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I have a simple .IDL file (iface.idl) which describes an IUnknown based interface:

import "unknwn.idl"; 
[
    uuid(80DFDD28-F033-431e-B027-CDD2078FC78A)
]
interface ISunPathCalc : IUnknown {
    HRESULT Square([in, out] long * pVal);
    HRESULT Cube([in, out] long * pVal);
};

When trying to compile it with midl /header iface.h iface.idl I'm getting 3 files: iface.h, iface_i.c and iface_p.c. The iface.h file contains a C++ declaration of ISunpathCalc interface:

#if defined(__cplusplus) && !defined(CINTERFACE)

    MIDL_INTERFACE("80DFDD28-F033-431e-B027-CDD2078FC78A")
    ISunPathCalc : public IUnknown
    {
    public:
        virtual HRESULT STDMETHODCALLTYPE Square( 
            /* [out][in] */ long *pVal) = 0;

        virtual HRESULT STDMETHODCALLTYPE Cube( 
            /* [out][in] */ long *pVal) = 0;

    };

#else   /* C style interface */

The remaining larger part of this file contains needless C stuff.

Q: Is there way to tell MIDL to generate only C++ part of header? Is it possible to switch off generation of iface_i.c and iface_p.c files and to force MIDL to generate a C++ definition instead?

UPD1:

I tried to add [local] attribute as specified here:

[
    local,
    uuid(80DFDD28-F033-431e-B027-CDD2078FC78A)
]

but without any success.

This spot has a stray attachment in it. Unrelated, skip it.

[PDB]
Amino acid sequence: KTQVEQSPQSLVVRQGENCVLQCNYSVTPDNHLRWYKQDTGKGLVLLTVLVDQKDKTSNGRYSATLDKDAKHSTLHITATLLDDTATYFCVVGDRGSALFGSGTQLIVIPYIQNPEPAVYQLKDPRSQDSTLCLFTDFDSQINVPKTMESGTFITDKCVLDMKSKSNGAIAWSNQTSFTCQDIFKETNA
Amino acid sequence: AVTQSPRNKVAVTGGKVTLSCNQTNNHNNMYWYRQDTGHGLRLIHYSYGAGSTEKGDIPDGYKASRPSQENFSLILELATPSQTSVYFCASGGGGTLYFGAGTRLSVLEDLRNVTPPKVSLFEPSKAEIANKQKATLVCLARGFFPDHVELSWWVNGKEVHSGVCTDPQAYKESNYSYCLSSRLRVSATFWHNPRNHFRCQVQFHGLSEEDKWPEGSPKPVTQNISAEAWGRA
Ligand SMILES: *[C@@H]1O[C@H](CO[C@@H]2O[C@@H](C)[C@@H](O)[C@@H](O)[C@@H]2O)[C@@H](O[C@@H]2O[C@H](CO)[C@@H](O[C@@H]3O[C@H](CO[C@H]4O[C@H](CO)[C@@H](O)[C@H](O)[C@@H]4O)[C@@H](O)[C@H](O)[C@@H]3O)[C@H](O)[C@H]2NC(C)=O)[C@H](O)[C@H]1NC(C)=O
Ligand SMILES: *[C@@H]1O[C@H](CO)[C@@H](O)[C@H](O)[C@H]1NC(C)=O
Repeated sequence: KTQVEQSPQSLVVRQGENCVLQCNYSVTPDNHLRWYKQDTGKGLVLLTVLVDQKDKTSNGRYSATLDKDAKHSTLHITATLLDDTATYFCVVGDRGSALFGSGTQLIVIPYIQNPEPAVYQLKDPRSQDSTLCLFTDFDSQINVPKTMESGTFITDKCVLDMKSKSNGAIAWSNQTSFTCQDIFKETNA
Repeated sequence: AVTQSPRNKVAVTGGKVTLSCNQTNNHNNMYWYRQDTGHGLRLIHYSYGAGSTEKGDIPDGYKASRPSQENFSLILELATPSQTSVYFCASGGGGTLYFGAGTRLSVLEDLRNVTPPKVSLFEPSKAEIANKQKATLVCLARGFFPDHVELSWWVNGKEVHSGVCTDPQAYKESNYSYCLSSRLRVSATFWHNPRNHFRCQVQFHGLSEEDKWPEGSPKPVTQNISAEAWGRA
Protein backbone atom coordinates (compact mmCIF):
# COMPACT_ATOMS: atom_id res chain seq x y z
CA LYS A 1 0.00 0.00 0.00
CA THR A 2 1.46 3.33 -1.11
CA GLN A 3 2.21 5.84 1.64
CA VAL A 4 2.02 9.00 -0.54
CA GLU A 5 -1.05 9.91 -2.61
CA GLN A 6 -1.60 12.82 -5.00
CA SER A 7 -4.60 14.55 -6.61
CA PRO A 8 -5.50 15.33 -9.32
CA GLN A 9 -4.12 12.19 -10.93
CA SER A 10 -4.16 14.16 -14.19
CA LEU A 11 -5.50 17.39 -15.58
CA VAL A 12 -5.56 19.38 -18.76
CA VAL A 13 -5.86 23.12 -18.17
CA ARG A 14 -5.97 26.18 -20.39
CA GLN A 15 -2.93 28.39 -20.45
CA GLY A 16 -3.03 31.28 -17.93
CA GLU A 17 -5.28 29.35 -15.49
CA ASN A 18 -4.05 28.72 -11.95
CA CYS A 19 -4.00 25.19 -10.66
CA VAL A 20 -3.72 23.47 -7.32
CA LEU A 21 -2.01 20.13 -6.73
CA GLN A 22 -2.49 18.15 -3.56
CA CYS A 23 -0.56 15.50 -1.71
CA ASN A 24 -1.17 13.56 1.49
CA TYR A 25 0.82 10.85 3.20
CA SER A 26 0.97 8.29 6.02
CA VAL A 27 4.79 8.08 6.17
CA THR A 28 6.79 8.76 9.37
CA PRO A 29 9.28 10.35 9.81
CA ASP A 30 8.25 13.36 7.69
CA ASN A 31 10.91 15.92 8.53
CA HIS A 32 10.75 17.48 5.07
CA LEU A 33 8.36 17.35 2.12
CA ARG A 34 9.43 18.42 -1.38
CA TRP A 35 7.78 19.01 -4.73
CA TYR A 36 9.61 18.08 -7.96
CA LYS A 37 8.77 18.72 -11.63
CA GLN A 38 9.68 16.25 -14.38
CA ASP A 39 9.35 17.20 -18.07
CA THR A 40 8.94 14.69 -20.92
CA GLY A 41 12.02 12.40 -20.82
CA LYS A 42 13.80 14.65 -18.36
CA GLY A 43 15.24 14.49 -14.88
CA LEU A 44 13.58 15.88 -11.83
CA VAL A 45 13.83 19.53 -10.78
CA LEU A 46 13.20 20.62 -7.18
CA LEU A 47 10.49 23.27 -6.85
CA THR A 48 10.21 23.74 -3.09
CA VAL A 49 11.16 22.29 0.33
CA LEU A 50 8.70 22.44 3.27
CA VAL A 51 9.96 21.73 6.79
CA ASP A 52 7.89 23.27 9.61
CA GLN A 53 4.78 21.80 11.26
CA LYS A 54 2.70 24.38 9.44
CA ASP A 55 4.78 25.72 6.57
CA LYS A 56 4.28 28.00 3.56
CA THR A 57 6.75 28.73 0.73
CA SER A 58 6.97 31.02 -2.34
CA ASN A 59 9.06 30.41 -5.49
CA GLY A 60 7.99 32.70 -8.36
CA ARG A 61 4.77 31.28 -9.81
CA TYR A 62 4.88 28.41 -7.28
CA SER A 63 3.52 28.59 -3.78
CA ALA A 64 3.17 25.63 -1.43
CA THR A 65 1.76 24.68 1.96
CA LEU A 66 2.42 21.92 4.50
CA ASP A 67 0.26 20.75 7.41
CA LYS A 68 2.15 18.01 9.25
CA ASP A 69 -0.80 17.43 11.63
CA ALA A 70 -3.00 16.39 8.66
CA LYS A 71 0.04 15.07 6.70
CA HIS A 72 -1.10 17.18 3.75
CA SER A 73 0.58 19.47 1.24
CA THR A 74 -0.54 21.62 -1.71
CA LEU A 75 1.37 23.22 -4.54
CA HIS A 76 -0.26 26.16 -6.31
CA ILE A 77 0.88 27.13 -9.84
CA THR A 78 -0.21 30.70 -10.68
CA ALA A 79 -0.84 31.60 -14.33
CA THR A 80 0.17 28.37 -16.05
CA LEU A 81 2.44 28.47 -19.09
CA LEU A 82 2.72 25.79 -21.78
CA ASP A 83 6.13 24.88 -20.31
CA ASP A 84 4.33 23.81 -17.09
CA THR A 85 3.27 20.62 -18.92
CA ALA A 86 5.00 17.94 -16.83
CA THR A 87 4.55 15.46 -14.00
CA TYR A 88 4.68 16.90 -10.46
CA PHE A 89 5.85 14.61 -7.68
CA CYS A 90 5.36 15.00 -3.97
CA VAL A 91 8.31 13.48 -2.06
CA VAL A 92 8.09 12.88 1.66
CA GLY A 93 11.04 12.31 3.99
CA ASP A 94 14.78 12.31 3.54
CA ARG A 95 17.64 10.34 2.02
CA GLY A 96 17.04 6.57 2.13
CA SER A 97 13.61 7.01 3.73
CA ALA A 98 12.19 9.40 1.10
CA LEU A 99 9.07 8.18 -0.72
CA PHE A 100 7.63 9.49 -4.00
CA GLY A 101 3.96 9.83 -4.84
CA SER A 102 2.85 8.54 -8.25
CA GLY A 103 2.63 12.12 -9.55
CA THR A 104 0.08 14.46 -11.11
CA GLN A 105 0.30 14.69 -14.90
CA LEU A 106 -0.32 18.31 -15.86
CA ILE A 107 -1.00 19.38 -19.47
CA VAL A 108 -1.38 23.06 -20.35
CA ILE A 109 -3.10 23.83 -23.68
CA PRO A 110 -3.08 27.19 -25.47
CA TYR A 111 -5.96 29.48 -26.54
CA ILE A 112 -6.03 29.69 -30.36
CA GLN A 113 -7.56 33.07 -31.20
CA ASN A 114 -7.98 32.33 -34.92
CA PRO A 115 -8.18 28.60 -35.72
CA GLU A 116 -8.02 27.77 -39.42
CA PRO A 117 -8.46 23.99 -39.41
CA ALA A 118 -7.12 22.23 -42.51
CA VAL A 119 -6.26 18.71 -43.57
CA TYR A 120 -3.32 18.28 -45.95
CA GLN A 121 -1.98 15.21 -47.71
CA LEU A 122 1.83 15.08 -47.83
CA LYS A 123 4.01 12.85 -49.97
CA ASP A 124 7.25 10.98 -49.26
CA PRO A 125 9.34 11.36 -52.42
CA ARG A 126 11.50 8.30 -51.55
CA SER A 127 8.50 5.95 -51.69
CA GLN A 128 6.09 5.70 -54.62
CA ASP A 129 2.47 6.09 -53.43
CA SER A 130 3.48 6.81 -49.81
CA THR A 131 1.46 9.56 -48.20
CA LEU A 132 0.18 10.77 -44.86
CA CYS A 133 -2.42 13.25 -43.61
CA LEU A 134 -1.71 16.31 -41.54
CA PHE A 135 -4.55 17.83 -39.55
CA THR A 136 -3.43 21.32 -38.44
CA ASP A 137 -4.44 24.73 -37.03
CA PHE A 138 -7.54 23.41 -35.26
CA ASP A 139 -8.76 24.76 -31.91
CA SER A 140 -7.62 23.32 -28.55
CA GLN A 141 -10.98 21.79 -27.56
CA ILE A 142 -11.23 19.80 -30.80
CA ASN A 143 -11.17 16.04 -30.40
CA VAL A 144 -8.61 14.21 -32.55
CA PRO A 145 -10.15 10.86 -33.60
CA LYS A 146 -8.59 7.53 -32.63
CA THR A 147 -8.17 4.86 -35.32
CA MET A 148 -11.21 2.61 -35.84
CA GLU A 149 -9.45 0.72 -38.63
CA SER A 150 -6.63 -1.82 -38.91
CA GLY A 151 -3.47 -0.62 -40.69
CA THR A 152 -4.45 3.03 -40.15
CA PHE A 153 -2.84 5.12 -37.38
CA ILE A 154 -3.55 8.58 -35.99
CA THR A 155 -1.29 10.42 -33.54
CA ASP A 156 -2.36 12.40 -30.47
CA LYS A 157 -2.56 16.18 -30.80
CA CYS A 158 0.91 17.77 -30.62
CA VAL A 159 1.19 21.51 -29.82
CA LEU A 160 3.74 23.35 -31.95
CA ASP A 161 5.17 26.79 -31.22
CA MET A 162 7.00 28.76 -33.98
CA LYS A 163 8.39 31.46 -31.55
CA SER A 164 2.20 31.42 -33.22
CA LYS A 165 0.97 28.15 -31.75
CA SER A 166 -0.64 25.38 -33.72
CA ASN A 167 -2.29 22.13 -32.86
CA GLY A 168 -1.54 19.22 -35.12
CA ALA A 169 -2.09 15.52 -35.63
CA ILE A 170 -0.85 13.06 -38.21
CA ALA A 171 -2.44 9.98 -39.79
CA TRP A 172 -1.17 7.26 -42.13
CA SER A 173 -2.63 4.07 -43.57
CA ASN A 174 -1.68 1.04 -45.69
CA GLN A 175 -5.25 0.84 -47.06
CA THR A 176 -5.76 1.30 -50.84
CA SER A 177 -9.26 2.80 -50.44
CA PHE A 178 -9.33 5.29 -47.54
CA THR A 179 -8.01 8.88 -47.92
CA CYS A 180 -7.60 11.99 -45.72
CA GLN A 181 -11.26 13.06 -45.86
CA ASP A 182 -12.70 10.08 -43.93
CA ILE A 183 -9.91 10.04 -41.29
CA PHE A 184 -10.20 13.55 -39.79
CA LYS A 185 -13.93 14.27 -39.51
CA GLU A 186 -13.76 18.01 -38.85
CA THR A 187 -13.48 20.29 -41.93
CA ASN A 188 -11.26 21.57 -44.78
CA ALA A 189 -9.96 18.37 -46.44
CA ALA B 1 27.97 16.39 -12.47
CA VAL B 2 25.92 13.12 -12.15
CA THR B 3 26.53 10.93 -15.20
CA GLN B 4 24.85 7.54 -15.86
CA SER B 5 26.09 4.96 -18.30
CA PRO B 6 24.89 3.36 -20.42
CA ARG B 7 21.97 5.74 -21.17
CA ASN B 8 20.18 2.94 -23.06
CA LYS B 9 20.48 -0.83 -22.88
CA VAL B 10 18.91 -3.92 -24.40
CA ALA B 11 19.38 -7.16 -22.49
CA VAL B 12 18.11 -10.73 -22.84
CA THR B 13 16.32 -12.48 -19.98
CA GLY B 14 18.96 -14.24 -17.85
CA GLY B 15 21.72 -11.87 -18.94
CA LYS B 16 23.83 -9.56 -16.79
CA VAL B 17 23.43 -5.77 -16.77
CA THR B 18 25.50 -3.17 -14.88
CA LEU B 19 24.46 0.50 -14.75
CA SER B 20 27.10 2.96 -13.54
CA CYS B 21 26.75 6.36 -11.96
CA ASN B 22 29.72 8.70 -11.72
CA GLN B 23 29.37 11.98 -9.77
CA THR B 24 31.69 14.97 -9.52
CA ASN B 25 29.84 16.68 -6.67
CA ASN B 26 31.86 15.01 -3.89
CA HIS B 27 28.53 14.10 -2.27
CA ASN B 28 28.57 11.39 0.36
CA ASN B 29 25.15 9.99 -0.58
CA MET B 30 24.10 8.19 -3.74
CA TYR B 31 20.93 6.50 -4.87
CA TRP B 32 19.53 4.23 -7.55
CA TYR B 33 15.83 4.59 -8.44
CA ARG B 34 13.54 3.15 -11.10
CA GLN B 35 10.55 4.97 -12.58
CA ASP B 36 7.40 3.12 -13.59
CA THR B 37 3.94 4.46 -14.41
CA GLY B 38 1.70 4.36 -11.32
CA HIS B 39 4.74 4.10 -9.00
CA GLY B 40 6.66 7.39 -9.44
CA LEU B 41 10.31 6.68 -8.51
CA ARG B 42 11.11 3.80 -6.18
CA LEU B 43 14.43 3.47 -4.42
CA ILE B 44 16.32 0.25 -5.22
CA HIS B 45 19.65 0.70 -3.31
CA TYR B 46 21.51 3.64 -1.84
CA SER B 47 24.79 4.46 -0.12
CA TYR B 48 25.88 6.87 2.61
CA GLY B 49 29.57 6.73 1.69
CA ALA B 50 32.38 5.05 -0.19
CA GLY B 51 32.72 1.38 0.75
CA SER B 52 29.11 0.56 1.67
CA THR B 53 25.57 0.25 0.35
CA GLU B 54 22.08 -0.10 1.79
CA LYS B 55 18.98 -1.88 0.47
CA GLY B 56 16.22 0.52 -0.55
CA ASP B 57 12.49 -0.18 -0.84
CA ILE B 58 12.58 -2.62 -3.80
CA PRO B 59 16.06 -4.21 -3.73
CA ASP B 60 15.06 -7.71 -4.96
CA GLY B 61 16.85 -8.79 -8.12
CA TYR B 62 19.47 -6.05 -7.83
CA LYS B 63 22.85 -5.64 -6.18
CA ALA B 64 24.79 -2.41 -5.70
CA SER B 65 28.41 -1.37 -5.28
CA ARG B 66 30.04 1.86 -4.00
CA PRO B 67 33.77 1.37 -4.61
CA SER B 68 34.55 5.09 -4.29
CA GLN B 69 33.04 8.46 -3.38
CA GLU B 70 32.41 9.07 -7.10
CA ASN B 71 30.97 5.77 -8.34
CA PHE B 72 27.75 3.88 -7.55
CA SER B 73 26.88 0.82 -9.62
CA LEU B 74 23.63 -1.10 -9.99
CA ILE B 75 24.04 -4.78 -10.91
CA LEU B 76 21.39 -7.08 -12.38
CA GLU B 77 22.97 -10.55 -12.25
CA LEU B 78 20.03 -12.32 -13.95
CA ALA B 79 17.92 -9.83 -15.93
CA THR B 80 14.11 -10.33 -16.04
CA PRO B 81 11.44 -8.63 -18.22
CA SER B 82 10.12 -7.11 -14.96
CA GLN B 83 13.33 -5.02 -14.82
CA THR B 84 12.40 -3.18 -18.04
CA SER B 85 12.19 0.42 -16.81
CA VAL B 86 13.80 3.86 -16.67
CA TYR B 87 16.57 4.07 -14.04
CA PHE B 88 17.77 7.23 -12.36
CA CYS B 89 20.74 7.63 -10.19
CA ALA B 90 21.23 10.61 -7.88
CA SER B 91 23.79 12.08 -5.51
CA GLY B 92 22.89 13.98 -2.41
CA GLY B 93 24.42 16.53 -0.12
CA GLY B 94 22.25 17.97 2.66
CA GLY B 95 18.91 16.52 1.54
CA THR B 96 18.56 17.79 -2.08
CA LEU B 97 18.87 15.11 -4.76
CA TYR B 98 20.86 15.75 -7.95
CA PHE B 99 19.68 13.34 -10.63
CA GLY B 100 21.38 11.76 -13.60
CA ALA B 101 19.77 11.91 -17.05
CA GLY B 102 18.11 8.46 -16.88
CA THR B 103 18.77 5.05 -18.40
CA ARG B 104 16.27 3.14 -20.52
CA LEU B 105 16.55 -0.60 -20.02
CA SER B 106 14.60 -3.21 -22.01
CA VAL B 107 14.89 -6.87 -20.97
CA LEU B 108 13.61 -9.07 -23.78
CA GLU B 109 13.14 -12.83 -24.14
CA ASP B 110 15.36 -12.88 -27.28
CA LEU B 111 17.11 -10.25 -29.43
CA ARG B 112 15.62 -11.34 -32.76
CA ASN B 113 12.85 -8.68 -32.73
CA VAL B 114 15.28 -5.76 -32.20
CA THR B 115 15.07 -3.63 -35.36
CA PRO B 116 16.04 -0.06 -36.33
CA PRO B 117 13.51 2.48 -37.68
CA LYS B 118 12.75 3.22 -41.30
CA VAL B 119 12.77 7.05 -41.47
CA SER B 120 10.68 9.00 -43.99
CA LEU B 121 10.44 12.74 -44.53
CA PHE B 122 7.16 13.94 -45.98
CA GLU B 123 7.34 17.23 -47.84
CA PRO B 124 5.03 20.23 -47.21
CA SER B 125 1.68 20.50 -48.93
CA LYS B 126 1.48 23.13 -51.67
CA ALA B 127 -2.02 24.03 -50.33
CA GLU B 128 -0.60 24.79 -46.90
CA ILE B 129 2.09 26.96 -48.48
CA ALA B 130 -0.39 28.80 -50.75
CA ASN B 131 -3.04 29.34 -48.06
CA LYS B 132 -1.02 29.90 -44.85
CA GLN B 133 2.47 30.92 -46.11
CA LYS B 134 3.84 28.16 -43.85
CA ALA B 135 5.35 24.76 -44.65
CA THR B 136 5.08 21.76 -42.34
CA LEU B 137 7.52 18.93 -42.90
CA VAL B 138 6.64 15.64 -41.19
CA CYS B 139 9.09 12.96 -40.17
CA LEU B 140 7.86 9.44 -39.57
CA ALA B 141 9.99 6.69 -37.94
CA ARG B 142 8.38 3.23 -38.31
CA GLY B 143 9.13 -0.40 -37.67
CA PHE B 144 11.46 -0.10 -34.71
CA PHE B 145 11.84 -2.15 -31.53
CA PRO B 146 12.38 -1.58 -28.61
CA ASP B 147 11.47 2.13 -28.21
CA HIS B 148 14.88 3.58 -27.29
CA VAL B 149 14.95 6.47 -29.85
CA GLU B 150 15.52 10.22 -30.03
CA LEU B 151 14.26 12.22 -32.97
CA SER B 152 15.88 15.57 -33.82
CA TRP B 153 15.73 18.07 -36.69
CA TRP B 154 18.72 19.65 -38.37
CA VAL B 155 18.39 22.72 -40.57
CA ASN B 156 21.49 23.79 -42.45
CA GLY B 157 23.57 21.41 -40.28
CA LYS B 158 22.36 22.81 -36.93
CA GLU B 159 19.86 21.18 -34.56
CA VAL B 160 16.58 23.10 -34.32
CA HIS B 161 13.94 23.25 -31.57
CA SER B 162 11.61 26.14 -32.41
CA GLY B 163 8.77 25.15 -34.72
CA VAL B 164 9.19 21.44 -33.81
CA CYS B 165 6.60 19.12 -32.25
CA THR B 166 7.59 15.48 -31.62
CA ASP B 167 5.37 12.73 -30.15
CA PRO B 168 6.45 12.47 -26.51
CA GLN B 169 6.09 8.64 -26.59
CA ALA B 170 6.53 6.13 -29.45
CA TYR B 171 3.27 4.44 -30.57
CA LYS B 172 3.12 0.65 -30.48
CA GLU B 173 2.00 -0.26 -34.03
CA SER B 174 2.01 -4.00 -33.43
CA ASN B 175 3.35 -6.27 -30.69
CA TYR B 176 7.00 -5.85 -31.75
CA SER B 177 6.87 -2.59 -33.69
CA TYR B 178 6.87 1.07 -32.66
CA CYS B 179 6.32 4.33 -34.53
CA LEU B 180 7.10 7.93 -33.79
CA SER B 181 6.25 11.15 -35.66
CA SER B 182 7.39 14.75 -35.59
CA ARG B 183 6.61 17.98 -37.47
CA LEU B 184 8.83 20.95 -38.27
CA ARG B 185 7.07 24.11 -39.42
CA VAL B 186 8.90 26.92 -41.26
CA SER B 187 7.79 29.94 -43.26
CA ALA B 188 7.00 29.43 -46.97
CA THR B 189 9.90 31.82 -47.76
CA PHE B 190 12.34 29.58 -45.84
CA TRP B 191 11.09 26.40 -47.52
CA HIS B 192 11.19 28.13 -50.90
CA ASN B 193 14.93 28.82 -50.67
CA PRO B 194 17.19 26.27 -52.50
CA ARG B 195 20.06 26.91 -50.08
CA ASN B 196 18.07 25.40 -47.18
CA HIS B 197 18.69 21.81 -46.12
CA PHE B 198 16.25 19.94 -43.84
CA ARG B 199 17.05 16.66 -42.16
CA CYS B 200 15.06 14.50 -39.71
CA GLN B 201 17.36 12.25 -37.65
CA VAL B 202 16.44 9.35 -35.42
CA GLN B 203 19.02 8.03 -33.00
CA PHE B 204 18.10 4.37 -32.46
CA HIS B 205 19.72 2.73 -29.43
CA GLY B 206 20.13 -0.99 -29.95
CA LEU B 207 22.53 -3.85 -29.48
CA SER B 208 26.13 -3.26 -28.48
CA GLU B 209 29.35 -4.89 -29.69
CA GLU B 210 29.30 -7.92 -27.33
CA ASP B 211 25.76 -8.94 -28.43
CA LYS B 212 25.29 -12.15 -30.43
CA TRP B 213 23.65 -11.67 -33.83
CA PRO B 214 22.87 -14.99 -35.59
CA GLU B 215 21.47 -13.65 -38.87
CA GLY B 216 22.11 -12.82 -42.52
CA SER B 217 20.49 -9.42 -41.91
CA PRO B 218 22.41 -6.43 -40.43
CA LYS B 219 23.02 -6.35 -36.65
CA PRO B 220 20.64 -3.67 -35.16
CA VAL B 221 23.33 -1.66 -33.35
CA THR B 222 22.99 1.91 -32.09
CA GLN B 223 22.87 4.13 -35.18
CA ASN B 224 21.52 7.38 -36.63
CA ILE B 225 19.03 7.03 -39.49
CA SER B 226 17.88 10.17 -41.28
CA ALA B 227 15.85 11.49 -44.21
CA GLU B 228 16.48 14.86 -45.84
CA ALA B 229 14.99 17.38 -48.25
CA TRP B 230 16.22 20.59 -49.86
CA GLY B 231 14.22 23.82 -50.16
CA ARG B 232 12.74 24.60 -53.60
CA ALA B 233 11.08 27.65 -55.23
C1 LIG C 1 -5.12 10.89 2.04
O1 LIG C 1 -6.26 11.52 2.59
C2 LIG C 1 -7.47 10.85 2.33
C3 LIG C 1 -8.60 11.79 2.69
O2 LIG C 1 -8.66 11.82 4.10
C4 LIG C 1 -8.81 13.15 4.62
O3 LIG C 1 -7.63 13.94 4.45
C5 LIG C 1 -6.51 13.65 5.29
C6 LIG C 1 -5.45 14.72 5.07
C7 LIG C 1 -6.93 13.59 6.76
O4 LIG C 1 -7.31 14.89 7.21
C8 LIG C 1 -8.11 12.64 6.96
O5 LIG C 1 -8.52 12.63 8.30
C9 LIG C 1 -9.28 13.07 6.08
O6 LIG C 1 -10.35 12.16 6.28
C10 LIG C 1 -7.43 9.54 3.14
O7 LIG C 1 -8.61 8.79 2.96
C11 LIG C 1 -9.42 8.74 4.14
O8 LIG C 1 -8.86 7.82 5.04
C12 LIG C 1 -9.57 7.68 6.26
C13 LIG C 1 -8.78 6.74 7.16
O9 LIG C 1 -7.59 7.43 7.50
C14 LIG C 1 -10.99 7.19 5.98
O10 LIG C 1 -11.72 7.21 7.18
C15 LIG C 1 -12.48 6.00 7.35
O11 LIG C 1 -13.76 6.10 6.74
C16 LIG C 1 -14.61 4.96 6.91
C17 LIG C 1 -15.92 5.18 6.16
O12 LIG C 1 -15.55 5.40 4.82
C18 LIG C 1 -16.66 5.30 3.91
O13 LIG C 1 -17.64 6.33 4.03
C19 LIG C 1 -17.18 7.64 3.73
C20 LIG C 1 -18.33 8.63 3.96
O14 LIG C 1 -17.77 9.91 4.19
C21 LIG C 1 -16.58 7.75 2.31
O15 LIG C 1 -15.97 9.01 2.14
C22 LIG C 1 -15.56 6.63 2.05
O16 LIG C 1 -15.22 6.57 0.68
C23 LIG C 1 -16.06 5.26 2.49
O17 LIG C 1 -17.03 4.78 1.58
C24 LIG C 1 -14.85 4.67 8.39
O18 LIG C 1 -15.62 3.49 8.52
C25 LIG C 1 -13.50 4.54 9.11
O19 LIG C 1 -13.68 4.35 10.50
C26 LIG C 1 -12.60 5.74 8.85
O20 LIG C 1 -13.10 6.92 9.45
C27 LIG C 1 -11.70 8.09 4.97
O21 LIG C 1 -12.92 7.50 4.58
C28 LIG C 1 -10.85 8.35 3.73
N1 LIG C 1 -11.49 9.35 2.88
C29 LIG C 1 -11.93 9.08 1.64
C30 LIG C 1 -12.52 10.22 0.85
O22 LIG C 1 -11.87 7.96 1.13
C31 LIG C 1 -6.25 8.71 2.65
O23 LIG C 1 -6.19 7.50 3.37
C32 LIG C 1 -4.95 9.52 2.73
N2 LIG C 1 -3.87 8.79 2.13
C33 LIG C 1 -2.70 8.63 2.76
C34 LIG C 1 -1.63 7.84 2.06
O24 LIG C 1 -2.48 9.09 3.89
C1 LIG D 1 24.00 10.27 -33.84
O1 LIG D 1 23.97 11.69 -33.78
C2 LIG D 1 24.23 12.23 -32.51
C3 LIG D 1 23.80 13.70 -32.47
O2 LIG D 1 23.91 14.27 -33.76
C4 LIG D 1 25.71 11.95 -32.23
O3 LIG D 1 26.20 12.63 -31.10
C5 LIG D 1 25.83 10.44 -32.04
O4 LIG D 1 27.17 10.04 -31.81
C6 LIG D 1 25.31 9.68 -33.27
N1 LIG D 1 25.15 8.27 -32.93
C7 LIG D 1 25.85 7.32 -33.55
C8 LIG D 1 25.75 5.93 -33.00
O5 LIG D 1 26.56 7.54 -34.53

share|improve this question
    
[local] just tells MIDL that you won't be using the interface across process boundaries, so it leaves out the marshaling code, but still does the headers. I don't think there is an option for doing only C++ headers. Given that the C-style interfaces get skipped over by the preprocessor, why do you care that they get generated in the first place? –  BrendanMcK Jun 6 '11 at 21:55
    
Well. I like my room to be clean, as well as my code:) Speaking seriously, after the code of the interface is generated from IDL, I move it to a MinGW targeted project. However, some of the macro in C part raise an error messages. –  ezpresso Jun 6 '11 at 22:44
    
This is very strange. Obviously since you say you don't need the C part that C part must not be compiled so if you get errors in there it means that guard #defines are not processes as expected and I'd guess this is the real problem you need to solve. –  sharptooth Jun 7 '11 at 5:27

1 Answer 1

Unfortunately there's no way of suppressing the C header generation.

share|improve this answer
    
There's a workaround, midl.exe /header nul /iid nul /proxy nul /dlldata nul file.idl, it will only generate file.tlb. –  Paulo Madeira Nov 10 '12 at 18:40
1  
That suppresses ALL header generation, the question was how to suppress the C language generation (as opposed to the C++ language generation) –  Larry Osterman Nov 11 '12 at 18:14
    
You're right, I misread the question, probably in a diagonal. –  Paulo Madeira Nov 11 '12 at 23:18

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